Before trying to answer the question, let’s stop for a while and think about what we have at hand and what we want to do.
First, let’s see if we have an optical drive that is capable of playing high definition movies. For that, we either need to have an HD-DVD drive (this lost the format war and is now obsolete: if you are an early adopter and placed your bet on HD-DVD. you possibly purchased this drive) or a Blu Ray drive. If you have neither, then it means that you will not be able to play HD discs from your optical drive. You will have to find HD content elswhere, such as online. Second, we have to know if our computer is capable of playing HD media. If you have purchased your computer in the last two years then it is likely able to play HD video. However, if you have an entry-level graphics card, all the HD processing will be done by the CPU and during the playing time much of your computers resources will be dedicated to the media player. Really, the only modern graphics solution that can’t handle HD playback is Intel’s integrated graphics. Third, we need to know about our video card (graphics adapter). We have just a few options here. We just need to know if our graphics card has NVidia, ATI or Intel chipset.
HD output is implemented on many products by graphics cards manufacturers. Here is a table to determine if your graphics hardware supports HD video or not.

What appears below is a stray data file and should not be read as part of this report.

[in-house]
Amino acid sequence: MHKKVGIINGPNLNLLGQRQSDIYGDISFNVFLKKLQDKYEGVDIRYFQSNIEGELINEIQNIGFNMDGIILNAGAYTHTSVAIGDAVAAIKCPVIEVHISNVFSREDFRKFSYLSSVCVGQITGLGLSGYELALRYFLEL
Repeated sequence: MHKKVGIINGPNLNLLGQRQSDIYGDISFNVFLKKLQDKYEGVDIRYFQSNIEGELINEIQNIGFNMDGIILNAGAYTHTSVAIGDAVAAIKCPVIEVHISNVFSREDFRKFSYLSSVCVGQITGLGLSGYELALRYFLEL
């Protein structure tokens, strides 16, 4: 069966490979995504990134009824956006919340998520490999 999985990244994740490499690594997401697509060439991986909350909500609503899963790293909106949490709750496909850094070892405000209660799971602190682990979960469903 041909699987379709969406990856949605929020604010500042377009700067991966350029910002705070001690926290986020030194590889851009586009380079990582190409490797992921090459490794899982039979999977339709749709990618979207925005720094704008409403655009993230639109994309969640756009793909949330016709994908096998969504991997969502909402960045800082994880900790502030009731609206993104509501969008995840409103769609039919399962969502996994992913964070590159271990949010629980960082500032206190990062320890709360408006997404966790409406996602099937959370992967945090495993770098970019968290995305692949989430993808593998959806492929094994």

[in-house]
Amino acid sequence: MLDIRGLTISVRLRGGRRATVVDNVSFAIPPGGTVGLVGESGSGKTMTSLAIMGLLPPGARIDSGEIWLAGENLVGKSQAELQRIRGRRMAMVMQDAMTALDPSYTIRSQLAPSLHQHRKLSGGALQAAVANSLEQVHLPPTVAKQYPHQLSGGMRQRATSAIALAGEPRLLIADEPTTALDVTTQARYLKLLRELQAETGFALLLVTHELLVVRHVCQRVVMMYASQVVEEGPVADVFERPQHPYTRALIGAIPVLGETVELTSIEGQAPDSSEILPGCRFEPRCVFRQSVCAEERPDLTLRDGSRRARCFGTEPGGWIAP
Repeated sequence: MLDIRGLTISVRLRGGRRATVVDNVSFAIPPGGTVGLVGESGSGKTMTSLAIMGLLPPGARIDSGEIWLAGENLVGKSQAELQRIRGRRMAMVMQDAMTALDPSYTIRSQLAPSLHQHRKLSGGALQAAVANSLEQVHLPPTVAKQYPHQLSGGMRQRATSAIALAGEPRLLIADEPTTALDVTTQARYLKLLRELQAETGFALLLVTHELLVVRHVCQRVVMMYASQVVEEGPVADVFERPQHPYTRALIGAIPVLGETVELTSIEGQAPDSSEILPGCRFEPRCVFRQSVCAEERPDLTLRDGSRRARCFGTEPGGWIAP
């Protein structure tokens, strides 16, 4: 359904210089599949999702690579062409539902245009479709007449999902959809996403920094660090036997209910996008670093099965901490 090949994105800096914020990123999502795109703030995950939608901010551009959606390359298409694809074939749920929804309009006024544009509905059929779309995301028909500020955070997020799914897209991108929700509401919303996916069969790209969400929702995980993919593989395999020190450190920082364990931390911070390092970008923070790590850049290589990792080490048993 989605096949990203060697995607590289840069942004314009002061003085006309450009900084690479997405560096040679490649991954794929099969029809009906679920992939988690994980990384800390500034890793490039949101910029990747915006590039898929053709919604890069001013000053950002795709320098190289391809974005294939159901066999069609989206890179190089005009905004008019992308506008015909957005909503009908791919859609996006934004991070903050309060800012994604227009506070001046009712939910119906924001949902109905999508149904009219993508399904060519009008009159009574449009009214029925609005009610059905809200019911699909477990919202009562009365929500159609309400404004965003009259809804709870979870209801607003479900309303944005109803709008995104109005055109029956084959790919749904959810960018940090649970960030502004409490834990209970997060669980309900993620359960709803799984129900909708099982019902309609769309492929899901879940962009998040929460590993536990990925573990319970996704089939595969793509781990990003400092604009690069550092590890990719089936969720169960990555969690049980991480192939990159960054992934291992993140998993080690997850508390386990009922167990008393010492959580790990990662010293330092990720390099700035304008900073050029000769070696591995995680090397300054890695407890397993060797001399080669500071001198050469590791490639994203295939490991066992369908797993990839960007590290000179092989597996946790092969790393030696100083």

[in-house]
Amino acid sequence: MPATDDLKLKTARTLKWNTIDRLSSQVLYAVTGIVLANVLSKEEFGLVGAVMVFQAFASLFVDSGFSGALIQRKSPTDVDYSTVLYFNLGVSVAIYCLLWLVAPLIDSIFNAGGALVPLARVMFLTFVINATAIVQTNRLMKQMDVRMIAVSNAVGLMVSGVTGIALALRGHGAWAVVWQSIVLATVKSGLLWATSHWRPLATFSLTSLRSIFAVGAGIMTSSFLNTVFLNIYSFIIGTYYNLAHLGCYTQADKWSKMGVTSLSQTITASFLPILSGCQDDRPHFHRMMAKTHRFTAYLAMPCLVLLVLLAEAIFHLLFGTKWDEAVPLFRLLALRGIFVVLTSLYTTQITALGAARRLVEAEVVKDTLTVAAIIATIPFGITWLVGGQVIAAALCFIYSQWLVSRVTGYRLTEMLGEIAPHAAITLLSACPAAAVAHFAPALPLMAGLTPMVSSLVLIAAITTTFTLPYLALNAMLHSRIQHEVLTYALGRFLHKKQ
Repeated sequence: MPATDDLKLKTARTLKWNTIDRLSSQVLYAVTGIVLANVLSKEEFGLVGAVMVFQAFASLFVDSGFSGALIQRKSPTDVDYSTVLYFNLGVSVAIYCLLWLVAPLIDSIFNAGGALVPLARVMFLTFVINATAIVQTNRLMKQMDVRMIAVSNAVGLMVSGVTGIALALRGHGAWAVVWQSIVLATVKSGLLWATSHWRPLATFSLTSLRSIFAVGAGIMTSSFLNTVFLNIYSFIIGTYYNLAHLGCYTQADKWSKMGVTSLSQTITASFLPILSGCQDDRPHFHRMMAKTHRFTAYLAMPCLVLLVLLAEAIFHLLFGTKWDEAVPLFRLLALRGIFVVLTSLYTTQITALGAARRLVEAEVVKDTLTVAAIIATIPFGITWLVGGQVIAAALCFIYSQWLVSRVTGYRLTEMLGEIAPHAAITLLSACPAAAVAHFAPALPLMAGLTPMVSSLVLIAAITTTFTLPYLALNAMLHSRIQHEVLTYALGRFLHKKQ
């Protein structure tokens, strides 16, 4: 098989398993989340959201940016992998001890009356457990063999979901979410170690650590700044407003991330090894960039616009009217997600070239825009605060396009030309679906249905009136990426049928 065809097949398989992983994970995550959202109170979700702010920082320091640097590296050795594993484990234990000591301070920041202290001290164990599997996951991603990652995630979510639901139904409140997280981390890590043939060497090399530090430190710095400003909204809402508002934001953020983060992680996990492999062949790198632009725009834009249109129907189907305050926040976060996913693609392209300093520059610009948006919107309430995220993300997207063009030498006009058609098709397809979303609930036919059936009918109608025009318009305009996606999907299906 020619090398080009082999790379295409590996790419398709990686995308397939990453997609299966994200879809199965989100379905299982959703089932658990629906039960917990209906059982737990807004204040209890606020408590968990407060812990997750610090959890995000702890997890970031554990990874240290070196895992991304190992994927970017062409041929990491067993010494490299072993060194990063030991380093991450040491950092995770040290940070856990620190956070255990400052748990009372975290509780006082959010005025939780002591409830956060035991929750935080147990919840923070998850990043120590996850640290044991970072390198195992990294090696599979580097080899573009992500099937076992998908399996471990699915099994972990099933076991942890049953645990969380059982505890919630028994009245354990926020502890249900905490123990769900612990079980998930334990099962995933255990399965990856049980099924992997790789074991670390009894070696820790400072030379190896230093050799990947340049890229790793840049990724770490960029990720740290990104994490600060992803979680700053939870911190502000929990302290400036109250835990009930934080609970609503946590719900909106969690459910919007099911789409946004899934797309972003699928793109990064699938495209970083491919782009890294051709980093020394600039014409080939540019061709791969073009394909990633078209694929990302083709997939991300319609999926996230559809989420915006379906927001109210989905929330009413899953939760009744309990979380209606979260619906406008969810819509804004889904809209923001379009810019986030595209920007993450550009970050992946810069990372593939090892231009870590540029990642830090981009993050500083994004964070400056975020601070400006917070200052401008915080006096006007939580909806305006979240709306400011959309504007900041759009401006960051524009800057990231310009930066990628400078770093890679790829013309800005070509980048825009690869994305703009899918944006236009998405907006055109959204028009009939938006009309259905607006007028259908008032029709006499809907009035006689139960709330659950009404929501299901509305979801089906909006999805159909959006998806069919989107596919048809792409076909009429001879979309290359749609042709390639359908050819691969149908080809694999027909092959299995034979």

The table above shows the graphics solutions claimed to support HD by their manufacturers. Intel’s graphic products, for instance, are a very poor choice.
There are also many products that can play HD content well, even if it hasn’t been claimed explicitly by the Manufacturer. If you have an older graphics card -say an NVidia GeForce 7200- you may still be able to play HD content. I was playing HD Ready content (720p) without any problems with my NVidia 7200 graphics adapter and an AMD XP 2600 processor. Trial & error is your friend here: you can just download a sample of 1080p content from the Internet - you do not need to go for a whole movie, just select a preview - and check if your computer plays it smoothly. If you have a Pentium IV 3.0 Gigahertz or newer CPU to help out your older graphics card, you might be able to play HD content without any problems. I emphasize newer, because if you have a Core 2 Duo running at 2.4 Gigahertz, which is newer than Pentium IV, but with a slower clock than the 3.0 Gigahertz, that’s an improvement, despite the smaller number.
Blu-ray Drive & High Definition Copy Protection
If you are going to play Blu-ray discs on your computer, then you need to have a Blu-ray drive installed. I advise you to be careful with your Blu-ray drive selection and will need HDCP (high definition copy protection) on all of the hardware involved. Please see Choosing the Right Blu-Ray Drive article for details.
Main Memory (RAM)
You may be tempted to think that with a powerful graphics card and processor you will be able to watch whatever you want. This may not be the case if your main memory (RAM) is not sufficient. You may do well with some video files, but for HD content, main memory less than 2 Gigabytes bears a significant risk of playback stalling for a few seconds at a time when you are watching movies.
How to Check
You can check your computer settings (as you see in the screenshot) to see which graphics card you have. You can then check the table under the graphics card section above to see if your graphics card can play High Definition content, according to the manufacturer.